Developing a theory for improvement

A guide on mapping out an evidence-informed story about the strategies you will use to get to your goal.

This page is based on the work of Helen Timperley for Spiral of inquiry: Leaders leading learning.  In that resource, we suggest developing a theory for improvement in the Developing a hunch phase of the spiral.

What is a theory for improvement

A theory for improvement is a set of linked ideas about how to improve some aspect of what is happening in your school for your learners. This learner-related improvement is usually expressed as a goal.

The point of developing a theory for improvement is to get everyone onto the same page about the strategies you have decided collectively will achieve your goal and the reasoning that underpins those particular strategies – why these and not others.

Most theories for improvement identify:

  • Your long term outcomes and annual goal – usually expressed as a measurable target.
  • Proposed strategies to reach the target – usually staged because some things need to be in place before other things can happen.
  • Why those strategies and not others.
  • Ways to monitor whether you are making progress towards the goal.

Mapping your theory

The example we use here is based on Pasifika learners improving their writing in ways that enhance their Pasifika identity.

The example map is relatively simple for reasons of space. Most maps have arrows going all over the place.

Step 1

Begin with the end in mind. Put your goal on the right hand side of the paper with the target underneath.

Step 2

Describe what will be different in the school, teaching and learning environments and write this to the left of the goal with an arrow connecting the two boxes.

[In this example, the reasoning for beginning with the structure and vocabulary of a recount is that learning something deeply, then transferring that learning, is more consistent with what is known about learning than learning many things superficially. ]

Step 3

Decide what needs to change for the learning environments to reflect this picture. This may include aspects such as:

  • purchasing more bilingual texts and English language texts relevant to the school’s Pasifika learners
  • promoting teachers’ knowledge and skills in how to teach recount writing through using bilingual resources and pedagogical practices.

Step 4

Decide on the changes that need to happen for step 3 to happen. These may include:

  • engaging someone with expertise in utilising Pasifika linguistic resources to develop leaders’ knowledge and skills so they can work with teachers
  • engaging parents as sources of knowledge.

Step 5

Decide what you have to stop doing in order for this all to happen without overloading yourselves, teachers and learners. Often schools stop administration meetings in order to create the time for professional learning meetings.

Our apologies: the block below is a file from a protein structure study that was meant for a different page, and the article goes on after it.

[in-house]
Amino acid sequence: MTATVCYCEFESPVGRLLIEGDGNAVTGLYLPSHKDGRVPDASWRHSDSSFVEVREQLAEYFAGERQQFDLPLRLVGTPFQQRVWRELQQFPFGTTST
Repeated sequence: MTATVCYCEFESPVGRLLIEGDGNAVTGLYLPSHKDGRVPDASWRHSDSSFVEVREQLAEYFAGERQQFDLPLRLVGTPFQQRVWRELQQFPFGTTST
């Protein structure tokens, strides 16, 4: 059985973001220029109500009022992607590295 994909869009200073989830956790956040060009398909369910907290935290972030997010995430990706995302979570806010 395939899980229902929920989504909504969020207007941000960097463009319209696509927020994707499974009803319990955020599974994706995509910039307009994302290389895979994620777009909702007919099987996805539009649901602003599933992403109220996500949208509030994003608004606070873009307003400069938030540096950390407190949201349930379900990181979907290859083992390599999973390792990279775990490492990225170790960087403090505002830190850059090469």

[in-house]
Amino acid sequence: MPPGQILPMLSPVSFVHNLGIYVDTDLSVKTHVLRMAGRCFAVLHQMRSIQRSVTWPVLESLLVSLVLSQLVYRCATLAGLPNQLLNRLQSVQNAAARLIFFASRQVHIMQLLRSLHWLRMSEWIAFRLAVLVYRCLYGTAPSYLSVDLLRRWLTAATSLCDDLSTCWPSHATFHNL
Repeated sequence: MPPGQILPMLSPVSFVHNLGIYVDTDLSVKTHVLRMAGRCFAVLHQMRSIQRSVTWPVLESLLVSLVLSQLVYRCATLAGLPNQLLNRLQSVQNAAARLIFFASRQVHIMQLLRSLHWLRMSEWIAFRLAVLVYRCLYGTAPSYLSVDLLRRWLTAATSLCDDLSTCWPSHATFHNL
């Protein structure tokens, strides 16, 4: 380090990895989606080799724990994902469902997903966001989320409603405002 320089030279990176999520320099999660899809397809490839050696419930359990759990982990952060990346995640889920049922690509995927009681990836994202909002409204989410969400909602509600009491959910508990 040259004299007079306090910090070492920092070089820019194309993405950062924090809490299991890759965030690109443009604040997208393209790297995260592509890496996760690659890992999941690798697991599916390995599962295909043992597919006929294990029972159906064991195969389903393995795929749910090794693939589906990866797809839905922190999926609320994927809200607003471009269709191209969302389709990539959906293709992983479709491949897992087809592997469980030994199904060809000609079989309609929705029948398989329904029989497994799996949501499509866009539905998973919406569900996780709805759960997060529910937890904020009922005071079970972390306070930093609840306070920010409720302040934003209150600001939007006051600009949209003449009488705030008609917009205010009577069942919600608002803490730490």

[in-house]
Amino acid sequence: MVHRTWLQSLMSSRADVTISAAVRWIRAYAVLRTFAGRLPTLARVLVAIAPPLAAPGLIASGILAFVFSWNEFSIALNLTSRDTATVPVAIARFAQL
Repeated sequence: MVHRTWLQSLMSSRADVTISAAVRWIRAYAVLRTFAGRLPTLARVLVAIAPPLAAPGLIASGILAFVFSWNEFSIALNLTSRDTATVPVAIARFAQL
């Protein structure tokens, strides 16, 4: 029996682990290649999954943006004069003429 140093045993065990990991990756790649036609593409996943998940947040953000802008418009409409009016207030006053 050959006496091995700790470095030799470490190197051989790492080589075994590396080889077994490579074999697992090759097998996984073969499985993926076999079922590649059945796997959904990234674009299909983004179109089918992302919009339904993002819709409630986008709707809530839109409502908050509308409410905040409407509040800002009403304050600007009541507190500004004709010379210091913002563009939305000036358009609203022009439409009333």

There may be many more steps or other things that have to happen concurrently. Put them into the map for your theory for improvement. Most maps look far messier than the one above.

You can use your theory for improvement to decide what you need to monitor to make sure you are on track to make enough of a difference. 

You could work out with the teachers and students how to monitor whether the learning environment does reflect the identified priorities.

Refining your theory

You should expect your theory for improvement to change and evolve. Your initial theory sets your direction and defines the thinking underpinning it. As you progress, you will more fully understand the outcomes and processes.

You should regularly and rigorously revisit your theory for improvement, documenting your progress and decisions over time. This will build your understanding of what works, under what circumstances.

The activities in your theory provide some natural places to pause, consider evidence and emerging patterns, reflect and rethink the plan.

Case study

How evaluative practice and theories for improvement are setting the direction for the Rotorua Central Community of Learning, Kāhui Ako. 

Originally published on the Enabling e-learning website. See:

Rotorua Central Commmunity of Learning | Kāhui Ako


Timperley, H. (2016). Developing a theory for improvement.

Theory for improvement (Word 2007 59 kB)

Earl, L. and H. Timperley (2015). Evaluative thinking for successful educational innovation. OECD Education Working Papers, No. 122. OECD Publishing, Paris.

Photo: Mental by John Hain, CC0 1.0, retrieved from Pixabay

Related reading

Center for Educational Leadership, University of Washington. (2014). Creating a theory of action for improving teaching and learning. Available for download at

A guide to support principals to identify the leadership skills they need to develop, to improve teaching and learning in their school.

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